Posts Tagged ‘Richard B. Hays’

The book of Acts portrays a movement that is turning large numbers “from the power of Satan to God” (Acts 26.18) and re-socializing them into a community that lives by very different norms – the norms defined by Jesus’ life and teachings. Such a movement – when lived with integrity – inevitably has an explosive effect in the surrounding culture. That is Luke’s vision for the transformative power of the church: it turns the world upside down not through armed revolution but through the formation of the church as a counter-culture, an alternative witness-bearing community. (128)

Richard B. Hays, The Moral Vision of the New Testament

Ugo da Carpi, St Peter Preaching (14th cent.)

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Only if we back off some distance from the actual content of the Pauline letters can we posit a dichotomy between Paul’s theology and his ethics — or between kerygma [κήρυγμα] (the proclamation of the gospel) and didache [διδαχὴ] (the teaching of standards of conduct), or between indicative (what God has done in Christ) and imperative (what human beings are called upon to do). The more closely we read Paul’s letters, the more fragile there familiar dichotomies appear. In these texts, it is difficult to draw a clear distinction between theology and ethics. They are packing together, under pressure: specific pastoral problems in Paul’s churches elicit his theological reflection. Thus, we see theology in progress, unfolding. Paul is not simply repeating already formulated doctrines; rather he is theologizing as he writes, and the constant aim of his theological reflection is to shape the behavior of his churches. Theology is for Paul never merely a speculative exercise; it is always a tool for constructing community.(18)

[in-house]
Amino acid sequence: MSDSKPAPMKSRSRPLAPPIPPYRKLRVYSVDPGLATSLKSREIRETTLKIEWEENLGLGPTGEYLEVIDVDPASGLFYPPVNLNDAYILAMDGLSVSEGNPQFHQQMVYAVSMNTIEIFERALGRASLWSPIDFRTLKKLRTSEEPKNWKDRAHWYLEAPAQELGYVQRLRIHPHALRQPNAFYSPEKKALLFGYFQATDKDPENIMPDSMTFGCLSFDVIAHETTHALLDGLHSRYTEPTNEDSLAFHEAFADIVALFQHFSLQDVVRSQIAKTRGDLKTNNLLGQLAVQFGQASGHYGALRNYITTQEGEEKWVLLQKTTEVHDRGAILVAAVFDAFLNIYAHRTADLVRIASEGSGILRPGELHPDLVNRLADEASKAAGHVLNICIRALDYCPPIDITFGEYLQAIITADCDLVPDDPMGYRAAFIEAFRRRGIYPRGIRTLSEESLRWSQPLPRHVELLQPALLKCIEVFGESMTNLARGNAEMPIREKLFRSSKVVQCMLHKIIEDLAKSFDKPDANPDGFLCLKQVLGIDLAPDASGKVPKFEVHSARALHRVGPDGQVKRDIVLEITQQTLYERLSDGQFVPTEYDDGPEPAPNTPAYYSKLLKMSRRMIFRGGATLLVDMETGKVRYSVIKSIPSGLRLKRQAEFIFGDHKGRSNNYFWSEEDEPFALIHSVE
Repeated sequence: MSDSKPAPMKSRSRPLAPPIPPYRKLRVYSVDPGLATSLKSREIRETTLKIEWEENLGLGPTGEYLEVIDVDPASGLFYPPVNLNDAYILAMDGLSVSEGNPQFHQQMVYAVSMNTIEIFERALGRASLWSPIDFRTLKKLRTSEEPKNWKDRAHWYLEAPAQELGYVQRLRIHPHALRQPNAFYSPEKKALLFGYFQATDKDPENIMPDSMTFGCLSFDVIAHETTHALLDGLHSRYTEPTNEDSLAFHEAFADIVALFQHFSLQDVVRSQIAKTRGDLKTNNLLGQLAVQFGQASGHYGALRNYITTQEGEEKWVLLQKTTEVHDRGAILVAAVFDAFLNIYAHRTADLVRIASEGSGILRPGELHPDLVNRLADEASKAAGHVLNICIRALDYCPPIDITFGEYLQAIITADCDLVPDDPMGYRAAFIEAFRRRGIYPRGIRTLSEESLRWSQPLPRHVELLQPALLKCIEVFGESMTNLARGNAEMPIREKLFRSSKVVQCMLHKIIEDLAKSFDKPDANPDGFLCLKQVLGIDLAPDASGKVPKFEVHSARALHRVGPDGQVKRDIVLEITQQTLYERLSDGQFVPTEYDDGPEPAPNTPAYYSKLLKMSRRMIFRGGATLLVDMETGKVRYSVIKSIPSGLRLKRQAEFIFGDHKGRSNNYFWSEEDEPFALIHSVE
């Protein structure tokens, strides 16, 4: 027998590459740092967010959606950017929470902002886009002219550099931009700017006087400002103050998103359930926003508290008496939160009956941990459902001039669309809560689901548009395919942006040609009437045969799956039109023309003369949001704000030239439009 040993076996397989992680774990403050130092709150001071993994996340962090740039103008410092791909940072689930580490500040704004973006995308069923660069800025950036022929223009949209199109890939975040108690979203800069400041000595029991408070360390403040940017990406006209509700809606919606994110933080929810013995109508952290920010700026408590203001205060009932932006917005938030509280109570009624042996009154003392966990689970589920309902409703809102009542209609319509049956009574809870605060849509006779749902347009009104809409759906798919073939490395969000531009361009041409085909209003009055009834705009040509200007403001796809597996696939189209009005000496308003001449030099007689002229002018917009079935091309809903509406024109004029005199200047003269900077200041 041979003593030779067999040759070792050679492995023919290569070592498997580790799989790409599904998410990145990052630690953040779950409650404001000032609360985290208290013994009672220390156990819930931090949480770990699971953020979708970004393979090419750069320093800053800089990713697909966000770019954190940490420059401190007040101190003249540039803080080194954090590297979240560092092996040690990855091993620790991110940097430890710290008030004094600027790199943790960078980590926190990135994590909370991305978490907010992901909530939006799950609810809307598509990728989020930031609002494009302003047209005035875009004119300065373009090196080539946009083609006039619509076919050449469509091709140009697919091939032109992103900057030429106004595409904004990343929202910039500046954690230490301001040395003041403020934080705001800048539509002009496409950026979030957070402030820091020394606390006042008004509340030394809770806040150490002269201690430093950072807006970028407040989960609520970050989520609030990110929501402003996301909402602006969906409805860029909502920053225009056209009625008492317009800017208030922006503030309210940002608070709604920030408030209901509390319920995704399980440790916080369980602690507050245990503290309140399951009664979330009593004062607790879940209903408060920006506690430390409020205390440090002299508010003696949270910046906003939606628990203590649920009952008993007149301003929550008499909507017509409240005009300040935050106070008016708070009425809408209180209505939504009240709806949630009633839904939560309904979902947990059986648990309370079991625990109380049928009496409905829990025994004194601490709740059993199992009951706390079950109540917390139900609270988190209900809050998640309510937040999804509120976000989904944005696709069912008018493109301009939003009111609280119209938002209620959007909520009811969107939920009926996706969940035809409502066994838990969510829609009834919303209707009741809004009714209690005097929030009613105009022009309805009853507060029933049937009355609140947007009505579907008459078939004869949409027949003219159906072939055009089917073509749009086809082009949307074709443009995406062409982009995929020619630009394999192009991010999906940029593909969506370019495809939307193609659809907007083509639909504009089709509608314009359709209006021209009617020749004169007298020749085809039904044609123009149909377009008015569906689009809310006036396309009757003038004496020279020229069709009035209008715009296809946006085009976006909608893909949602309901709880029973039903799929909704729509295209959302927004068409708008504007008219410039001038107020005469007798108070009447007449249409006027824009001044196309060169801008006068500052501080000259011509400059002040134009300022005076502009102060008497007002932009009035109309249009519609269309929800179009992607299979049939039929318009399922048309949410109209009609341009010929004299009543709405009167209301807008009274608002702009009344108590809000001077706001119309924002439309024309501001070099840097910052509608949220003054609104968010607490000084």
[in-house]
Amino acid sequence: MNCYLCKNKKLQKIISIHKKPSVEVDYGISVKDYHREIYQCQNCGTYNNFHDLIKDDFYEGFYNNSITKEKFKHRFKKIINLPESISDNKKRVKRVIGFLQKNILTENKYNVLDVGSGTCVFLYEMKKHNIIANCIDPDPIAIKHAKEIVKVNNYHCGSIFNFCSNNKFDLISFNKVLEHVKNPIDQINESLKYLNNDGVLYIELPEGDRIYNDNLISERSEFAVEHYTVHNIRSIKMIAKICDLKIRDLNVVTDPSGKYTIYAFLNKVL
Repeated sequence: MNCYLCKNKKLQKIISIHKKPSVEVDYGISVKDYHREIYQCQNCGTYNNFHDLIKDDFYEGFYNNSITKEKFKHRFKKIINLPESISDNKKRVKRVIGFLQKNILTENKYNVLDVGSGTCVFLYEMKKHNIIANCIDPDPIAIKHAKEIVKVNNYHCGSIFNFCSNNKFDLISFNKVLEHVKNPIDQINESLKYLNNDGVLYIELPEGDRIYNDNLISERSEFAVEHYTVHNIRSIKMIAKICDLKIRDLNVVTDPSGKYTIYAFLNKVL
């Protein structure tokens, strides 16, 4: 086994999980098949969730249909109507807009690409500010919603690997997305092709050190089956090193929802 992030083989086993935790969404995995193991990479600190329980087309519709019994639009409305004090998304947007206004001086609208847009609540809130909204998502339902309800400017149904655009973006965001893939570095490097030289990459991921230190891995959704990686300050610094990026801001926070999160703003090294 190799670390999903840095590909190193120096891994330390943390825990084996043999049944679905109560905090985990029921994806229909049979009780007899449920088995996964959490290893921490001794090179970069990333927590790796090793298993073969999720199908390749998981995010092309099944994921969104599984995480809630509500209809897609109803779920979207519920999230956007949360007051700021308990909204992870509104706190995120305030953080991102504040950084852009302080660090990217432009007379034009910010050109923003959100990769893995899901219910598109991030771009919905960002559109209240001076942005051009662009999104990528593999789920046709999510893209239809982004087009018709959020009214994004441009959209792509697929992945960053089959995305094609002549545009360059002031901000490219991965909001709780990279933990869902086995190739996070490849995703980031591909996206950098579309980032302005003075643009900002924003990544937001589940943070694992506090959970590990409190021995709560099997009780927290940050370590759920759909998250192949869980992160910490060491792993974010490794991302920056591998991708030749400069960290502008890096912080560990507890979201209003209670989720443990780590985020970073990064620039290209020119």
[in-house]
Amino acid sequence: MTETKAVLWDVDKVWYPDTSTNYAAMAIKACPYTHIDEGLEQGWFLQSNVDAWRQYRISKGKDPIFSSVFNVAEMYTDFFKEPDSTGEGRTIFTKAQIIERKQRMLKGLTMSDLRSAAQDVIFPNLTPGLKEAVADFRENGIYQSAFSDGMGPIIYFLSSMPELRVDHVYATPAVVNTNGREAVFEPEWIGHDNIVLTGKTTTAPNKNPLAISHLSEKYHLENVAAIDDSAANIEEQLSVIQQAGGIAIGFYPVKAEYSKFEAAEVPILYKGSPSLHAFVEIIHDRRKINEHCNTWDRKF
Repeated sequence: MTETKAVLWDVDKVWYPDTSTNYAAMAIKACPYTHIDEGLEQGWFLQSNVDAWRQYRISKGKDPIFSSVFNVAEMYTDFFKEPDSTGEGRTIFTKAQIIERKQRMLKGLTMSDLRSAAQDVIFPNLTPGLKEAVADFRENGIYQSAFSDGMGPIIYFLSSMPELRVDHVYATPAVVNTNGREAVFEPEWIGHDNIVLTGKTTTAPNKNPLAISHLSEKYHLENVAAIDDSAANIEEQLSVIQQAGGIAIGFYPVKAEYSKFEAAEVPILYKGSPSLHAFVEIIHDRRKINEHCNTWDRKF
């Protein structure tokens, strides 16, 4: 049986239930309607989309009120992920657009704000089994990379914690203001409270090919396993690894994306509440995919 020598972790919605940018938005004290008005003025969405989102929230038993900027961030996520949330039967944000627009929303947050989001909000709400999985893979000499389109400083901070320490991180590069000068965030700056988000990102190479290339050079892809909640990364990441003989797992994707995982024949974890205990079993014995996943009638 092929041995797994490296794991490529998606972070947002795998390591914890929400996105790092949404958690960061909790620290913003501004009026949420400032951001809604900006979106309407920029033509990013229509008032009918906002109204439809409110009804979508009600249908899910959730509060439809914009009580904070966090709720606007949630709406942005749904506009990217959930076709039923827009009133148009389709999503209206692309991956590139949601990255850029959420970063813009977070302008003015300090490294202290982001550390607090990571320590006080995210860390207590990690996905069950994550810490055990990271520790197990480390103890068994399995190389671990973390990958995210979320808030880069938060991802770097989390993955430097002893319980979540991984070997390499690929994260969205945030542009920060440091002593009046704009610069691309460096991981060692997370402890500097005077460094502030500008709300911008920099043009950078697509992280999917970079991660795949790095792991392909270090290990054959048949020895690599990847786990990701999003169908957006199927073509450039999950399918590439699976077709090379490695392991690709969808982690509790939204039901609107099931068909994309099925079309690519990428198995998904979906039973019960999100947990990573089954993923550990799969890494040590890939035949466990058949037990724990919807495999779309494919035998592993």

Richard B. Hays, Moral Vision of the New Testament (1996)

El Greco, St. Paul (1606)

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“Converting to the God of the Christians was not merely an adjustment of this or that aspect of an otherwise unaltered basic cultural pattern; rather, worshiping the God of the Christians simultaneously involved an extraction or removal from constitutive aspects of pagan culture (e.g., sacrifice to the gods) and a concomitant cultural profile that rendered Christians identifiable as a “group” by outsiders. Yet the practices that created this cultural profile were themselves dependent upon the identity of God. Christian ecclesial life, in other words, was the cultural explication of God’s identity.” (246)

C. Kavin Rowe, “The Book of Acts and the Cultural Explication of the Identity of God,” from The Word Leaps the Gap: Essays on Scripture and Theology in honor of Richard B. Hays

n., the set of behavioral or personal characteristics by which an individual is recognizable as a member of a group.

[French identité, from Old French identite, from Late Latin identitās, from Latin idem, the same from id, it (cf., essentitās, being)]

adj., existing or occurring together; associative

[Late Latin concomitāns, accompanying; (cf., comes, companion)]

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Oh, that you would tear open the heavens and come down!
Isaiah 64:1

Isaiah blurts out the frustration and longing that seem to be our inevitable portion as children of Adam and Eve. Frustration: in the midst of conflict and pain, we sense that something has gone terribly wrong, and we are powerless to fix it. Longing: we yearn for God to break into our stifling world and set things right.

William Butler Yeats gave words to our dilemma:

“Things fall apart; the centre cannot hold;
Mere anarchy is loosed upon the world,
The blood-dimmed tide is loosed, and everywhere
The ceremony of innocence is drowned;
The best lack all conviction, while the worst
Are full of passionate intensity.”

(Yeats, “The Second Coming”)

In the rhythm of the church year, Advent reminds us that we live in a time of groaning along with a broken creation, a time of longing for what we do not yet see (Rom 8:22-25). We yearn for the long-delayed coming of God’s justice. But Advent also reminds us that our longing is not futile, for we await the consummation of a sure promise. In the coming of Jesus Christ, God has torn open the heavens and come down. For that reason, Advent recalls us to the discipline of hopeful waiting. Nothing now can separate us from the love of God, and so we wait with confidence for the healing of all creation.

Richard B. Hays, Dean and George Washington Ivey Professor of New Testament
Duke Divinity School

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